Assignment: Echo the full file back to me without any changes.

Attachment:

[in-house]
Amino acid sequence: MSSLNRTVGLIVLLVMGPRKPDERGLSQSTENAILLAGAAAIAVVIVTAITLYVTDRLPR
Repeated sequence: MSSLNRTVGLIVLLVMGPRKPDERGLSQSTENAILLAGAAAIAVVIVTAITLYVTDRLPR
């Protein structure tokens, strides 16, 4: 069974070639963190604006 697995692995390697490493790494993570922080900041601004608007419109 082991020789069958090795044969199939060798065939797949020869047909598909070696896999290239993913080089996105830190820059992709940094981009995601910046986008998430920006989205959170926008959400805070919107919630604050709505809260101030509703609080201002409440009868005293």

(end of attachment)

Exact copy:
[in-house]
Amino acid sequence: MSSLNRTVGLIVLLVMGPRKPDERGLSQSTENAILLAGAAAIAVVIVTAITLYVTDRLPR
Repeated sequence: MSSLNRTVGLIVLLVMGPRKPDERGLSQSTENAILLAGAAAIAVVIVTAITLYVTDRLPR
């Protein structure tokens, strides 16, 4: 069974070639963190604006 697995692995390697490493790494993570922080900041601004608007419109 082991020789069958090795044969199939060798065939797949020869047909598909070696896999290239993913080089996105830190820059992709940094981009995601910046986008998430920006989205959170926008959400805070919107919630604050709505809260101030509703609080201002409440009868005293």